Whether a prey animal hides, runs or fights back when faced with a

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Title
When prey fight back: the ecology and evolution of antipredator behaviour in deer
Susan Lingle, Department of Psychology, University of Lethbridge, Canada
[email protected]
Abstract
In this seminar, I will use the example of aggressive antipredator defence in deer to probe the
evolution of this behaviour and its ecological implications. I will introduce you to a system
having two species of deer that have many similarities but completely different ways of dealing
with predators. One species, white-tailed deer, relies more on flight whereas the other, mule deer,
relies on an unusually cooperative form of aggressive defence.
I will use observations of coyotes hunting deer, playback experiments and long-term survival data
to address three main questions:
1. How does variation in aggressive defence affect the vulnerability of fawns early in life?
2. Why do mule deer females actively defend fawns that are not their own offspring and may not
even belong to the same species?
3. How do the behavioural defences of the deer influence predation rates by coyotes?
Related Publications
Lingle, S., D. Rendall & S.M. Pellis. 2007a. Altruism and recognition in the antipredator defence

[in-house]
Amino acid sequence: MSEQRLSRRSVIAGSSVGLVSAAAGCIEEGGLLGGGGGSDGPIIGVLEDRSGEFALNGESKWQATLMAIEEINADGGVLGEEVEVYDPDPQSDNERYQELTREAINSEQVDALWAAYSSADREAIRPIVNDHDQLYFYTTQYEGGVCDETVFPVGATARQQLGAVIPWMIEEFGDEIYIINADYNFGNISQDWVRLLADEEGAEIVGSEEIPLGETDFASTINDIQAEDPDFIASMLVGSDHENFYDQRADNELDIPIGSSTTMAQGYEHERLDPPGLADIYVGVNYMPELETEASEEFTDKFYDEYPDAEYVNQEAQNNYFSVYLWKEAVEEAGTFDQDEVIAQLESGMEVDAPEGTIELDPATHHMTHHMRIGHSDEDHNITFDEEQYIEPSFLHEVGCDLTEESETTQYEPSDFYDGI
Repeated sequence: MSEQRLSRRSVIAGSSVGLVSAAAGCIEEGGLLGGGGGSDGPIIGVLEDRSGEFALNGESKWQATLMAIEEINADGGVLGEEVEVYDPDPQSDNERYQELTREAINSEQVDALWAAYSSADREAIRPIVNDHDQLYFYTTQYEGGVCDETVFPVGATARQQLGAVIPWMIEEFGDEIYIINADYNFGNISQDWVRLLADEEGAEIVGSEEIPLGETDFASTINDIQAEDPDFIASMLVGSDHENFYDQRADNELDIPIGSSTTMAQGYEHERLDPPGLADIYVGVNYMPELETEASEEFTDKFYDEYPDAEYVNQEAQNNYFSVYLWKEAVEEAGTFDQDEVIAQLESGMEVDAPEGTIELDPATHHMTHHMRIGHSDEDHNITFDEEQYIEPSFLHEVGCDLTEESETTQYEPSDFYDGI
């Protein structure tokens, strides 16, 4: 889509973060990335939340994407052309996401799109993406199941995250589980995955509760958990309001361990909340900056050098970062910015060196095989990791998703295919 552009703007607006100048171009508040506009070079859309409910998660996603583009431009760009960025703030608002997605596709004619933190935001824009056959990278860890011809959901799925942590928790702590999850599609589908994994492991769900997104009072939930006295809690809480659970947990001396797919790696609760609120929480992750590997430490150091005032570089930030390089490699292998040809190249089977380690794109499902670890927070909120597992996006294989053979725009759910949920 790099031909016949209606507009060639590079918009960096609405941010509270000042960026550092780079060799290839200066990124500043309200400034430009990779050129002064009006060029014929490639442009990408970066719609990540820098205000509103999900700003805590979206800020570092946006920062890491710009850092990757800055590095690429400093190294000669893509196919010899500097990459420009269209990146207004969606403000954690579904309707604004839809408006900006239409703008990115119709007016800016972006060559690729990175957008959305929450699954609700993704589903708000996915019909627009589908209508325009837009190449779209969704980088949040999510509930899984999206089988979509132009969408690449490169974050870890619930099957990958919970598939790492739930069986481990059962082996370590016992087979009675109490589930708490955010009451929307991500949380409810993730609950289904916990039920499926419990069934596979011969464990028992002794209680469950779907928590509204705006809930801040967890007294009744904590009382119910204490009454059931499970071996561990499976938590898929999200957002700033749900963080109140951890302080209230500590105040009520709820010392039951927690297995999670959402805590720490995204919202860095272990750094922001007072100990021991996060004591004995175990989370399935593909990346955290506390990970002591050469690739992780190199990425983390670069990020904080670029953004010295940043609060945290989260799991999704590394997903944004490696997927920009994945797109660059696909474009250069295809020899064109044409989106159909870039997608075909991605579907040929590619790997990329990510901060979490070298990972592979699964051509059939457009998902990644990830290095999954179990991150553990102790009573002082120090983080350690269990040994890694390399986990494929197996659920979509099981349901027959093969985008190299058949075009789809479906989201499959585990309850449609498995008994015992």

of deer: I. Species and individual variation in fawn distress calls. Animal Behaviour, in press.
Lingle, S., D. Rendall, W.F. Wilson, R.W. DeYoung & S.M. Pellis. 2007b. Altruism and
recognition in the antipredator defence of deer: II. Why mule deer help non-offspring fawns.
Animal Behaviour, in press.
Lingle, S., S.M. Pellis & W.F. Wilson. 2005. Interspecific variation in antipredator behaviour
leads to differential vulnerability of mule deer and white-tailed deer fawns to coyote predation
early in life. Journal of Animal Ecology 74, 1140-1149.
Lingle, S. 2002. Coyote predation and habitat segregation of white-tailed deer and mule deer.
Ecology 83, 2037-2048.
Lingle, S. & S.M. Pellis. 2002. Fight or flight? Antipredator behavior and escalation of coyote
encounters with deer. Oecologia 131, 154-164.
Lingle, S. 2001. Antipredator strategies and grouping patterns in white-tailed deer and mule deer.
Ethology 107, 295-314.
Lingle, S. 2000. Seasonal variation in coyote feeding behaviour and mortality of white-tailed deer
and mule deer. Canadian Journal of Zoology 78, 85-99.
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